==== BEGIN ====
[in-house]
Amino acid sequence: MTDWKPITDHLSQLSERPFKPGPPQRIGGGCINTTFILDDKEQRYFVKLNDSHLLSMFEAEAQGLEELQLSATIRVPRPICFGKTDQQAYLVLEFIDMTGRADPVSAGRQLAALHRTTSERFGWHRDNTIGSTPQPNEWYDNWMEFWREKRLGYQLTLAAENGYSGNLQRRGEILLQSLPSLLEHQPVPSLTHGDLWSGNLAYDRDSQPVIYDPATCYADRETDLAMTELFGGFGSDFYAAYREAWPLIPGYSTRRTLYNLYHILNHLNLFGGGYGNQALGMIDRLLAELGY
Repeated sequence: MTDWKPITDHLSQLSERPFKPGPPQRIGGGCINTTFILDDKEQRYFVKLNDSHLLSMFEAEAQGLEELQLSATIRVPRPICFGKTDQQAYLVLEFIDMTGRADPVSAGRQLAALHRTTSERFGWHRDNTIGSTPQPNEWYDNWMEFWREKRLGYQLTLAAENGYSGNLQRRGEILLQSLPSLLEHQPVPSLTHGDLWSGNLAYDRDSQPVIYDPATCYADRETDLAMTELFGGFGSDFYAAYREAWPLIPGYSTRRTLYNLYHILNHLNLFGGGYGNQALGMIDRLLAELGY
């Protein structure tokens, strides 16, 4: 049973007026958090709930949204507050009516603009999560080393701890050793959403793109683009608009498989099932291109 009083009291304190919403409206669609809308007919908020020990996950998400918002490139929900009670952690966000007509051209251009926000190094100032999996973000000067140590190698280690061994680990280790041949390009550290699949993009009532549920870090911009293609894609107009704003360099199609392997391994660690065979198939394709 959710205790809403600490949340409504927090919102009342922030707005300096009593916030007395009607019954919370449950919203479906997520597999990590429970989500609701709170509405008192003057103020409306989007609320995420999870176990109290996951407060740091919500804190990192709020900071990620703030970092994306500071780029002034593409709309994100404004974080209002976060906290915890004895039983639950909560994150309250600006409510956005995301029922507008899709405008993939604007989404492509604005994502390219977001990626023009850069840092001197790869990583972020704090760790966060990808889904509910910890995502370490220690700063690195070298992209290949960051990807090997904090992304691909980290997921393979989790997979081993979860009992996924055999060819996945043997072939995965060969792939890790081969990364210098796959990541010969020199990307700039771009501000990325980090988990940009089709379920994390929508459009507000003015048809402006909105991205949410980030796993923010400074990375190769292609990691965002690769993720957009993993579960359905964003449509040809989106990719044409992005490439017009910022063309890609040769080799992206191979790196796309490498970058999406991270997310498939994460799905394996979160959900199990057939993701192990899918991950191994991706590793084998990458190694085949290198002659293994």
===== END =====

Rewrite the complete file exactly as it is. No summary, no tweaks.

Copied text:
[in-house]
Amino acid sequence: MTDWKPITDHLSQLSERPFKPGPPQRIGGGCINTTFILDDKEQRYFVKLNDSHLLSMFEAEAQGLEELQLSATIRVPRPICFGKTDQQAYLVLEFIDMTGRADPVSAGRQLAALHRTTSERFGWHRDNTIGSTPQPNEWYDNWMEFWREKRLGYQLTLAAENGYSGNLQRRGEILLQSLPSLLEHQPVPSLTHGDLWSGNLAYDRDSQPVIYDPATCYADRETDLAMTELFGGFGSDFYAAYREAWPLIPGYSTRRTLYNLYHILNHLNLFGGGYGNQALGMIDRLLAELGY
Repeated sequence: MTDWKPITDHLSQLSERPFKPGPPQRIGGGCINTTFILDDKEQRYFVKLNDSHLLSMFEAEAQGLEELQLSATIRVPRPICFGKTDQQAYLVLEFIDMTGRADPVSAGRQLAALHRTTSERFGWHRDNTIGSTPQPNEWYDNWMEFWREKRLGYQLTLAAENGYSGNLQRRGEILLQSLPSLLEHQPVPSLTHGDLWSGNLAYDRDSQPVIYDPATCYADRETDLAMTELFGGFGSDFYAAYREAWPLIPGYSTRRTLYNLYHILNHLNLFGGGYGNQALGMIDRLLAELGY
């Protein structure tokens, strides 16, 4: 049973007026958090709930949204507050009516603009999560080393701890050793959403793109683009608009498989099932291109 009083009291304190919403409206669609809308007919908020020990996950998400918002490139929900009670952690966000007509051209251009926000190094100032999996973000000067140590190698280690061994680990280790041949390009550290699949993009009532549920870090911009293609894609107009704003360099199609392997391994660690065979198939394709 959710205790809403600490949340409504927090919102009342922030707005300096009593916030007395009607019954919370449950919203479906997520597999990590429970989500609701709170509405008192003057103020409306989007609320995420999870176990109290996951407060740091919500804190990192709020900071990620703030970092994306500071780029002034593409709309994100404004974080209002976060906290915890004895039983639950909560994150309250600006409510956005995301029922507008899709405008993939604007989404492509604005994502390219977001990626023009850069840092001197790869990583972020704090760790966060990808889904509910910890995502370490220690700063690195070298992209290949960051990807090997904090992304691909980290997921393979989790997979081993979860009992996924055999060819996945043997072939995965060969792939890790081969990364210098796959990541010969020199990307700039771009501000990325980090988990940009089709379920994390929508459009507000003015048809402006909105991205949410980030796993923010400074990375190769292609990691965002690769993720957009993993579960359905964003449509040809989106990719044409992005490439017009910022063309890609040769080799992206191979790196796309490498970058999406991270997310498939994460799905394996979160959900199990057939993701192990899918991950191994991706590793084998990458190694085949290198002659293994």